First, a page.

Did Hitler invent highways and the microphone? Kanye West’s claim, explained

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Kanye West‘s trend of spewing off strange and increasingly problematic talking points continued this week with an appearance by the rapper on far-right conspiracy theorist Alex Jones’ Info Wars. The dangers of spewing antisemitism and hate seem to be lost on Ye, as seen in this and previous interviews. Ye has aligned himself with various characters in recent days, including the likes of  white supremacist political commentator Nick Fuentes, who had his YouTube channel suspended in Feb. 2020 for violating their policies on hate speech.

Ye appeared on Info Wars to discuss his increasingly unstable position in the celebrity stardom, after months of concerning antisemitic remarks. Ye’s made a trend of being problematic over the last few years, as the formerly beloved rapper gradually makes the shift from merely eccentric into full-blown conspiracy nut, and his latest comments only dug his hole deeper.

Speaking with Jones — whose own conspiracy theories have already cost him nearly $1 billion — Ye responded to the host’s questions by making the extremely odd choice to praise Hitler. He told Jones, in a widely-shared clip of the interview, that he sees “good things about Hitler.” He went on to make several wild claims about the genocidal dictator, including that he invented microphones and the highway system. Is there any truth to these bold declarations, or is Ye simply spreading more misinformation?

Did Hitler really invent highways and the microphone?

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The short, and (hopefully) obvious answer to this question is no. Hitler did not invent the microphone or highways, nor was his influence a major factor in either’s development. Keep in mind that Hitler didn’t invent anything for himself, and instead contributed to several inventions and breakthroughs via his Nazi empire. Nazi Germany had a hand in several major inventions, including the Volkswagen Beetle, according to World Atlas, but neither the microphone nor highways were among them.

Who invented the microphone?

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The true inventor of the microphone is up to debate, with quite a few people clamoring to claim the honor. The very first microphones were extremely limited, and far more simplistic than the modern versions, and cropped up in stage productions as early as fifth-century BC. From there, sound amplifiers evolved, and gradually developed into the microphones we use today.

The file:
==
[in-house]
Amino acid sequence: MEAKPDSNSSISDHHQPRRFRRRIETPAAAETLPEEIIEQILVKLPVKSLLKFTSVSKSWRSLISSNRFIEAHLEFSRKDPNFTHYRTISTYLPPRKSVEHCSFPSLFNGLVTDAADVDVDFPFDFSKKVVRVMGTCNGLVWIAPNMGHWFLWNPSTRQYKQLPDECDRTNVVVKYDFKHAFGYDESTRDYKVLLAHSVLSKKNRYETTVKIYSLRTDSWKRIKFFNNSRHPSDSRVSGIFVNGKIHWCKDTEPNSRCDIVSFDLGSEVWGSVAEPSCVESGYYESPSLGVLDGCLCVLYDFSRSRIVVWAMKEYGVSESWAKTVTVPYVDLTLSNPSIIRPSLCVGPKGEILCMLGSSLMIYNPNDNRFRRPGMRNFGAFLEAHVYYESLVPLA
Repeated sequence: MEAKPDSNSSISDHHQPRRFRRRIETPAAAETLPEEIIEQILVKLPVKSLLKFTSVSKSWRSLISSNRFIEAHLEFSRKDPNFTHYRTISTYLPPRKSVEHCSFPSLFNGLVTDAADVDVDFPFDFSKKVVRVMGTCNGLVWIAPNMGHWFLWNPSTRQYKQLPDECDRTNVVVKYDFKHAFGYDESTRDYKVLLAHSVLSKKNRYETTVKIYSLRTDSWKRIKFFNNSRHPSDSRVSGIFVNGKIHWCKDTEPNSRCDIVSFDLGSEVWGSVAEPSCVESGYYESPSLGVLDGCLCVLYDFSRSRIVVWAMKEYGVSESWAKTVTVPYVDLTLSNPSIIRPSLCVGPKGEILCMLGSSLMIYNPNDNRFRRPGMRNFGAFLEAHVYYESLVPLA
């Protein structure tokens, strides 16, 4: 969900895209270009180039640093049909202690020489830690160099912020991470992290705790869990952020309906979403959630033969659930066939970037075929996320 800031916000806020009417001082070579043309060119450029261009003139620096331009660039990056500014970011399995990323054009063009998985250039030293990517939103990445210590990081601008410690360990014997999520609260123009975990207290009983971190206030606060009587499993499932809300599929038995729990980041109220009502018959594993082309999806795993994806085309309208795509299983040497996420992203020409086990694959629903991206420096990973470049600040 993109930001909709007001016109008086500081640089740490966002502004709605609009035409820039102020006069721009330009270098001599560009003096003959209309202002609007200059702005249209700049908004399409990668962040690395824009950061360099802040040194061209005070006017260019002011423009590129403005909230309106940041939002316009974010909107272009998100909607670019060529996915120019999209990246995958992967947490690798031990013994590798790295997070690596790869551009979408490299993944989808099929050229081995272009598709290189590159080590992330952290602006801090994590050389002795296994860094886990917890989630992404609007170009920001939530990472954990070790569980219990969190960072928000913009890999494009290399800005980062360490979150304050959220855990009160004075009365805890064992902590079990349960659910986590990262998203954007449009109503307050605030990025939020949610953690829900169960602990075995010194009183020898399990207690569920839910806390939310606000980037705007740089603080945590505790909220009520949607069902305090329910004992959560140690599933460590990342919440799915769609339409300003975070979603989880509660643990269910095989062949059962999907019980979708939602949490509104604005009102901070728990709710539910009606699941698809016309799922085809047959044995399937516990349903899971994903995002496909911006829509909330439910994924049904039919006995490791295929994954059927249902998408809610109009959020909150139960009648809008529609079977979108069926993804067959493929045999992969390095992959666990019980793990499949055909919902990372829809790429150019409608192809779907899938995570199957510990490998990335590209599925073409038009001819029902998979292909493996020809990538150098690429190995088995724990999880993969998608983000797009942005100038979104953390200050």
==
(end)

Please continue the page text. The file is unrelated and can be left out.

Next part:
The widely-accepted credit for today’s microphones goes to several people, including David Edward Hughes, who developed the devices in England. Emile Berliner and Thomas Edison are credited with the microphone’s development in the United States in mid-1877. Edison ultimately secured the patent rights to the carbon microphone, following a lengthy legal battle, but history appears to indicate that Berliner was first to the idea.

All of this was taking place long, long before Hitler rose to power in Germany in the 1930s. He certainly used the microphone to his full advantage, but Hitler had no hand in its invention.

Who invented highways?

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The same can be said for highways. The very first paved roads cropped up in Mesopotamia somewhere around 4000 BC, and we’ve slowly been expanding on the original idea in the centuries since.

Two Scottish engineers, Thomas Telford and John Loudon McAdam, are credited with the first modern roads, according to the U.S. Department of Transportation, but they were far from the first to create permanent, layered roads intended for frequent travel. The first road to get a coat of tar on top, in hopes of hardening and enhancing its durability, was the Champs-Elysees in Paris, back in 1824.

The first national road — considered America’s first highway — to crop up in the United States also appeared years before Hitler came around. The National Road, which traverses through Illinois, Indiana, Maryland, Ohio, Pennsylvania, and West Virginia, was the first federally-funded road, according to Legends of America, and was completed in 1834.

Once again, this was long before Hitler was even born, let alone a man of influence. He had absolutely no hand in the development of either product, and Ye’s claims that he somehow did are entirely inaccurate. It’s still unclear why he chose to make these claims — rather than list any of the things Nazi Germany actually had a hand in creating — but Ye’s latest statements, like so many before, are entirely divorced from the truth.

According to the Anti-Defamation League, antisemitic incidents reached an “all-time high” in 2021, and 2022 is on a similar track. This includes assault, harassment, and vandalism. For more information on the dangers of antisemitic rhetoric and what you can do to stop it, see the American Jewish Committee’s Call to Action Against Antisemitism in America.